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Active vacuum brazing of CNT films to metal substrates for superior electron field emission performance

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ABSTRACT

The joining of macroscopic films of vertically aligned multiwalled carbon nanotubes (CNTs) to titanium substrates is demonstrated by active vacuum brazing at 820 °C with a Ag–Cu–Ti alloy and at 880 °C with a Cu–Sn–Ti–Zr alloy. The brazing methodology was elaborated in order to enable the production of highly electrically and thermally conductive CNT/metal substrate contacts. The interfacial electrical resistances of the joints were measured to be as low as 0.35 Ω. The improved interfacial transport properties in the brazed films lead to superior electron field-emission properties when compared to the as-grown films. An emission current of 150 μA was drawn from the brazed nanotubes at an applied electric field of 0.6 V μm−1. The improvement in electron field-emission is mainly attributed to the reduction of the contact resistance between the nanotubes and the substrate. The joints have high re-melting temperatures up to the solidus temperatures of the alloys; far greater than what is achievable with standard solders, thus expanding the application potential of CNT films to high-current and high-power applications where substantial frictional or resistive heating is expected.

No MeSH data available.


(a) Applied voltage versus anode-CNT distance and (b) field-emission current versus applied electric field for the brazed CNT film on Ti/Ni and for the CNT film grown on Si. (b) The ideal emitter behavior is described by the FN model according to: I(E) = fFN(E) (dashed line). The contact resistances can be obtained from the resistor-limited FN fits according to: I(E) = fFN(E − IR) (solid lines). (c) Literature comparison of emission current density versus applied electric field with the results obtained in this work.
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Figure 7: (a) Applied voltage versus anode-CNT distance and (b) field-emission current versus applied electric field for the brazed CNT film on Ti/Ni and for the CNT film grown on Si. (b) The ideal emitter behavior is described by the FN model according to: I(E) = fFN(E) (dashed line). The contact resistances can be obtained from the resistor-limited FN fits according to: I(E) = fFN(E − IR) (solid lines). (c) Literature comparison of emission current density versus applied electric field with the results obtained in this work.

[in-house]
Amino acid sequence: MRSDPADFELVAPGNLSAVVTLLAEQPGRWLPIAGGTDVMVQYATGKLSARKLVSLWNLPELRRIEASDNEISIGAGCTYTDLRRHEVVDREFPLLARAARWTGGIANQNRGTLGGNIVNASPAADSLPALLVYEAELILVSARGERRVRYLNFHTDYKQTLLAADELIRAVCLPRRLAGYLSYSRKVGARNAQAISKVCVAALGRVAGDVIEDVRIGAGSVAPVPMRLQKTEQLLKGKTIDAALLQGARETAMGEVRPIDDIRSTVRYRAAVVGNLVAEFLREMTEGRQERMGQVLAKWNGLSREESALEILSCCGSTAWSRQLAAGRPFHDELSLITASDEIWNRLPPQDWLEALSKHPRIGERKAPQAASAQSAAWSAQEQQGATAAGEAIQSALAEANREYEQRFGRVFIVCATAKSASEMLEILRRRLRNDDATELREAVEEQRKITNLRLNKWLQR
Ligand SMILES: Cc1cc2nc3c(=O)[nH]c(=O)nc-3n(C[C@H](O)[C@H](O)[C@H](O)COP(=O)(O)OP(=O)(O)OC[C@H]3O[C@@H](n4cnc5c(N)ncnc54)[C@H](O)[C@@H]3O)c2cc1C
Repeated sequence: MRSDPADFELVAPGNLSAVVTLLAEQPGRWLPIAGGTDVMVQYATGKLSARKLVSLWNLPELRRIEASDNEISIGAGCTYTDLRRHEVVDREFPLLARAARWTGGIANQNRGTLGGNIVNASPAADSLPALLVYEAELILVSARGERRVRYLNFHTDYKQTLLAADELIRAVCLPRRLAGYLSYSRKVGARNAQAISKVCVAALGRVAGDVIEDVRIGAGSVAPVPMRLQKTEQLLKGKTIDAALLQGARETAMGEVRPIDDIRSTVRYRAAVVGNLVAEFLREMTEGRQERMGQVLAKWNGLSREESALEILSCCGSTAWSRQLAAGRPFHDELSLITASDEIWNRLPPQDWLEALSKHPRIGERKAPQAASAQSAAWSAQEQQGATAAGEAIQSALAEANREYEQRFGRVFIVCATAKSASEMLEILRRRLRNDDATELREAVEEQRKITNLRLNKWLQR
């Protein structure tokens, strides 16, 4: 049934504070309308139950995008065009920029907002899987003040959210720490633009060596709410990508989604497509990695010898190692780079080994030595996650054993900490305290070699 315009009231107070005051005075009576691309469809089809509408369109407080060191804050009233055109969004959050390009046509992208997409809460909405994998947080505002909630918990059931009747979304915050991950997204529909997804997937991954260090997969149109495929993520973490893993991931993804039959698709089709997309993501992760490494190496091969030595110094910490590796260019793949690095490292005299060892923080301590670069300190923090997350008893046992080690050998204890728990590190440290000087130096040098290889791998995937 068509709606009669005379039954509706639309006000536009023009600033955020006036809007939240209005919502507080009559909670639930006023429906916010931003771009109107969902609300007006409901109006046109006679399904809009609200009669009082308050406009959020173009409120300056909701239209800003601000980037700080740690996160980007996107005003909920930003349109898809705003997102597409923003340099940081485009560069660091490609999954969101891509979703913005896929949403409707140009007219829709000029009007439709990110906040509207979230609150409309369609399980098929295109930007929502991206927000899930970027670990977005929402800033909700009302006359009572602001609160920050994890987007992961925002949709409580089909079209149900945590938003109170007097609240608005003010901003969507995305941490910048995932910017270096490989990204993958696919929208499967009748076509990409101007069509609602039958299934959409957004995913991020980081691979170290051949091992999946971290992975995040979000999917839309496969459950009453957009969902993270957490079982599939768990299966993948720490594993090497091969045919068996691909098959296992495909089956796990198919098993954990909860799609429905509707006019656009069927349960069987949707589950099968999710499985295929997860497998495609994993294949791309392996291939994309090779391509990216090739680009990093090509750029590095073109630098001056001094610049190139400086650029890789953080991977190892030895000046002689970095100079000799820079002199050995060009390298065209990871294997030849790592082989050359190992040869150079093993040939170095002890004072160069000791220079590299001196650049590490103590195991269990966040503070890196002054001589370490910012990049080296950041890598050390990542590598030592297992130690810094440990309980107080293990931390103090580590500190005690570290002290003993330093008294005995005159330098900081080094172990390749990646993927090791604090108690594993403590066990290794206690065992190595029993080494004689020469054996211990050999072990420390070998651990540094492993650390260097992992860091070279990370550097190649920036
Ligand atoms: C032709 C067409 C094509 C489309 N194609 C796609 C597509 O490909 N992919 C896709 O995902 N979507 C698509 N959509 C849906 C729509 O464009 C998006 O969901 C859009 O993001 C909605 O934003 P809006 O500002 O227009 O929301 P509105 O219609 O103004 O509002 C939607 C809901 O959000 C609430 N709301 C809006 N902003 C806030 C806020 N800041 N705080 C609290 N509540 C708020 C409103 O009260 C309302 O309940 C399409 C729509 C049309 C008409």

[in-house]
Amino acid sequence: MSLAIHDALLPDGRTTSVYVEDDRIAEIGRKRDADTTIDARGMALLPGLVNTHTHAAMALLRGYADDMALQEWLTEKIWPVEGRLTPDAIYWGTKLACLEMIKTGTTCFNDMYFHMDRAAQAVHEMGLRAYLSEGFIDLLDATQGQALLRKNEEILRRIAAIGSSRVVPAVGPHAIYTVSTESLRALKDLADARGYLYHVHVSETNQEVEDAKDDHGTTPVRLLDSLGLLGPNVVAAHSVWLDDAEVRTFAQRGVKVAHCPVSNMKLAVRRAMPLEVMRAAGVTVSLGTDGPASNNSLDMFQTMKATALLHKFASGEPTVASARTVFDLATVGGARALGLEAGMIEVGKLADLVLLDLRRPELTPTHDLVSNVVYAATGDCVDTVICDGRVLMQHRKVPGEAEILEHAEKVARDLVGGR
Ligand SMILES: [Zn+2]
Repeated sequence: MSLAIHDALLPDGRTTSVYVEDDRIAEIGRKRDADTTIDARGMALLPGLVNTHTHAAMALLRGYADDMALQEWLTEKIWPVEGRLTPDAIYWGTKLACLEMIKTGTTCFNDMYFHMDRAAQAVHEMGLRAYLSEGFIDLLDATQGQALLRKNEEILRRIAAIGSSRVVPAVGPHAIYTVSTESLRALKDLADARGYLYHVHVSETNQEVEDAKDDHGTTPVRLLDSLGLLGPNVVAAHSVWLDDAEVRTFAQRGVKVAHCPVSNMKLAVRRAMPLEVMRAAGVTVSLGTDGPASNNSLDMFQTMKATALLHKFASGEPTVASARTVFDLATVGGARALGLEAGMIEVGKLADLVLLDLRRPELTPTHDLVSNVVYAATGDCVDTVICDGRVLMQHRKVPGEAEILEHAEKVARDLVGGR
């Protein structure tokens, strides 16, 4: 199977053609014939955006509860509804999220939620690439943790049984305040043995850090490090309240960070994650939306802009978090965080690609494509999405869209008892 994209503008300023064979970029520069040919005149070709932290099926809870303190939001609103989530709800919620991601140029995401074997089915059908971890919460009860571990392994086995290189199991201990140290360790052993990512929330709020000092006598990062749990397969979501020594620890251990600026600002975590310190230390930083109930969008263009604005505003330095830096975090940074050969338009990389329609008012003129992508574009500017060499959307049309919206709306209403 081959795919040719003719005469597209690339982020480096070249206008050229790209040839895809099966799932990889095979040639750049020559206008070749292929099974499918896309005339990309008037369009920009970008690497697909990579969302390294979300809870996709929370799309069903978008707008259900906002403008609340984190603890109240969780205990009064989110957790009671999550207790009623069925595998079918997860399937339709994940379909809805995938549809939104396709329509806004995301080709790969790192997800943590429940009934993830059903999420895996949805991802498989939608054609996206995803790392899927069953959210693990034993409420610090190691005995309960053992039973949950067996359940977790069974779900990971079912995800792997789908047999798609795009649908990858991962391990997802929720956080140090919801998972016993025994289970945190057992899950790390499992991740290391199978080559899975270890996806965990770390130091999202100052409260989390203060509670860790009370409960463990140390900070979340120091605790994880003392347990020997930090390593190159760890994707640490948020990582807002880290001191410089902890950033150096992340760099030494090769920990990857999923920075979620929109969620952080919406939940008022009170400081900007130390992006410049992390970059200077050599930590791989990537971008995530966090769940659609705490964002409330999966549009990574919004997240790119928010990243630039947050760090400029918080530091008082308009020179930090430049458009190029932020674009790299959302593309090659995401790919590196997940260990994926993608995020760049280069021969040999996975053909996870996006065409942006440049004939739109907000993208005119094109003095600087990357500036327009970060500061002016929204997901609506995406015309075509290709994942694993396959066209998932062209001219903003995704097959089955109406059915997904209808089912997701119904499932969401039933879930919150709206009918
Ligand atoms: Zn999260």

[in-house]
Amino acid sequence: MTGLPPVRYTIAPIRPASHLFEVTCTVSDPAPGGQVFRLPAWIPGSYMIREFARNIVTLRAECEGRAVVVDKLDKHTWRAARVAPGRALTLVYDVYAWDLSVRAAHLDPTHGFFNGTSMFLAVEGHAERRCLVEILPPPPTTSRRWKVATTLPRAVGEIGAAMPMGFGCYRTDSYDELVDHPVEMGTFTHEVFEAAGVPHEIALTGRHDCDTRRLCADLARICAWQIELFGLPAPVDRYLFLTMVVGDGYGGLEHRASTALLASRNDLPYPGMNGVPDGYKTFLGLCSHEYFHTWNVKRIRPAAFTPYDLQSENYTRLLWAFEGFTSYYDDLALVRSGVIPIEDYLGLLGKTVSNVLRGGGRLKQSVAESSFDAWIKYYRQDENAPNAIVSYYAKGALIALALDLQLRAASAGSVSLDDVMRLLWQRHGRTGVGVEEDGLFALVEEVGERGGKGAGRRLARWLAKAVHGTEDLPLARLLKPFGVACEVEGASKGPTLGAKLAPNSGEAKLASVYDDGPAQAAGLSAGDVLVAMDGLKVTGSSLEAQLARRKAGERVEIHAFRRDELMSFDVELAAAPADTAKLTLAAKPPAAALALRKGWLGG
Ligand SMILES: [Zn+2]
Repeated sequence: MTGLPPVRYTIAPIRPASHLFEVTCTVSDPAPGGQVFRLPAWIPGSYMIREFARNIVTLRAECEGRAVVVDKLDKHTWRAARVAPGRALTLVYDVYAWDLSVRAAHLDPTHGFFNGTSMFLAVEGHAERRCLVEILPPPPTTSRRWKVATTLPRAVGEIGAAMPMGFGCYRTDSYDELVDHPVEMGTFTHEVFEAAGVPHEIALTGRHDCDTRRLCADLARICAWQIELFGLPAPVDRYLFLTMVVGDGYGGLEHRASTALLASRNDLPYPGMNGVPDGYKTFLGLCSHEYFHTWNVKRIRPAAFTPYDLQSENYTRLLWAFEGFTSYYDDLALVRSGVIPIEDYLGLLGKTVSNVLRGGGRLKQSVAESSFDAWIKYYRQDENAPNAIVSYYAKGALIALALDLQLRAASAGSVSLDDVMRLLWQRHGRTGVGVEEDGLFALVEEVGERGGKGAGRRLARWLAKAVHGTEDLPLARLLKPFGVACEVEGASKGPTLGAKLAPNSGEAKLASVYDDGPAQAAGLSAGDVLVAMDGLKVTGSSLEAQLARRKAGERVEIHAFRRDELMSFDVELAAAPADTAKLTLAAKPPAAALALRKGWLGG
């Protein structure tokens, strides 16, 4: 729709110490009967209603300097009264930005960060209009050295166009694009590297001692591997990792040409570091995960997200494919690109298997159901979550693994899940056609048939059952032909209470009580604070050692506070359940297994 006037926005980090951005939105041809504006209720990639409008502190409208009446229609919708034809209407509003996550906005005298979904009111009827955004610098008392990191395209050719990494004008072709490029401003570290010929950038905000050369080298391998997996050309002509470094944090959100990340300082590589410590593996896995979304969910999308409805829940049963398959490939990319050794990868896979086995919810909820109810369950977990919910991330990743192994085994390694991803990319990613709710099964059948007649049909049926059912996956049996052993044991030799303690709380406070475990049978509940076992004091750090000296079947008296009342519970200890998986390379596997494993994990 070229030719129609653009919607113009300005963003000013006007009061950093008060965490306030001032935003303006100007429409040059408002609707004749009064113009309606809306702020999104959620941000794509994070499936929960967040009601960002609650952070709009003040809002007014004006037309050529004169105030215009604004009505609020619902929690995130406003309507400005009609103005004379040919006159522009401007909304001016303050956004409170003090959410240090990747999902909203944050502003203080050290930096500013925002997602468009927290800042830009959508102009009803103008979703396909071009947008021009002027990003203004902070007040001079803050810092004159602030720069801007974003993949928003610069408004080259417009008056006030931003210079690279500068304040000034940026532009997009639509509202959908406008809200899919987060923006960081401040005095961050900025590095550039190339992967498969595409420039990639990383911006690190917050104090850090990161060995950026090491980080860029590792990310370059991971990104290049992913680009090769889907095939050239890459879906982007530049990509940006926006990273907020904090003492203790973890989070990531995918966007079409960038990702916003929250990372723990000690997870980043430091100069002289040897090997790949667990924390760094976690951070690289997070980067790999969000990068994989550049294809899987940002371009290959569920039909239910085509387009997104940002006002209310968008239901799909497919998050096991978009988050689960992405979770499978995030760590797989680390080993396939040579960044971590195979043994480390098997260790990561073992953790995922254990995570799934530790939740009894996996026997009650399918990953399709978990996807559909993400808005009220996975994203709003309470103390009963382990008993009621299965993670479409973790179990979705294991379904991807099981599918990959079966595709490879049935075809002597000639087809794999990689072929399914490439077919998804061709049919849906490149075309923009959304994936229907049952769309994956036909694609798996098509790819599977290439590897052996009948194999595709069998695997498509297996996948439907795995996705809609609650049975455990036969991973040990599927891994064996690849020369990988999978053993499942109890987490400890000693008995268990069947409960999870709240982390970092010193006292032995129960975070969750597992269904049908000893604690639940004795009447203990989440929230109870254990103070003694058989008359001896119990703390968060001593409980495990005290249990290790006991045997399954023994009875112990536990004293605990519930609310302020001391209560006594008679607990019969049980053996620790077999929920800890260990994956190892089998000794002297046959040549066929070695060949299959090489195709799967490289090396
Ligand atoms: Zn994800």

Mentions: The field-emission behavior of the brazed CNT films on Ti/Ni was measured with a SAFEM and compared to the emission of a CNT film grown on Si. The instrument allows an accurate determination of the CNT apex height by means of the voltage versus anode-CNT distance plots which are shown in figure 7(a). From the resulting linear plot, the location of the emitter apex can be extrapolated as the height for V = 0. This is a very important aspect, since the real anode-CNT apex distance can be accurately determined for every measurement, obtaining a direct measurement of the applied electric field. In addition to the CNT height determination, the slope of the curve gives information related with the so called field enhancement factor (β) caused by the accumulation of the electric field lines at the CNT apex due to their high aspect ratio (see inset in figure 7(b)). The β value for an individual CNT is uniquely related with the geometry of the emitter and can be calculated in first approximation (i.e. floating sphere model) from the equation β = h/r, with h and r the height and radius of the CNT, respectively. However, dense CNT forest samples present drastically reduced β values due to the screening from neighbor tubes (inset in figure 7(b)) which emission is usually limited by randomly distributed ones that stick out from the sample. The determination of β can be calculated from the slope of the voltage versus anode-CNT distance curves assuming that the electric field needed at the CNT apex to achieve an emission current of 50 nA is around 4000 V μm−1 [31]. It is remarkable that the slopes obtained from the V versus anode-CNT distance are very low (between 0.38 and 0.2 V μm−1) giving rise to extremely high β values ranging from around 10 000 to 20 000. Such high values are obtained for both brazed and as-grown CNT with a radius of around 10 nm as determined by SEM images in figure 2. The calculated β indicates that the height of tubes which stick out from the forest surface is around 100–200 μm, which is in good agreement with the SEM images.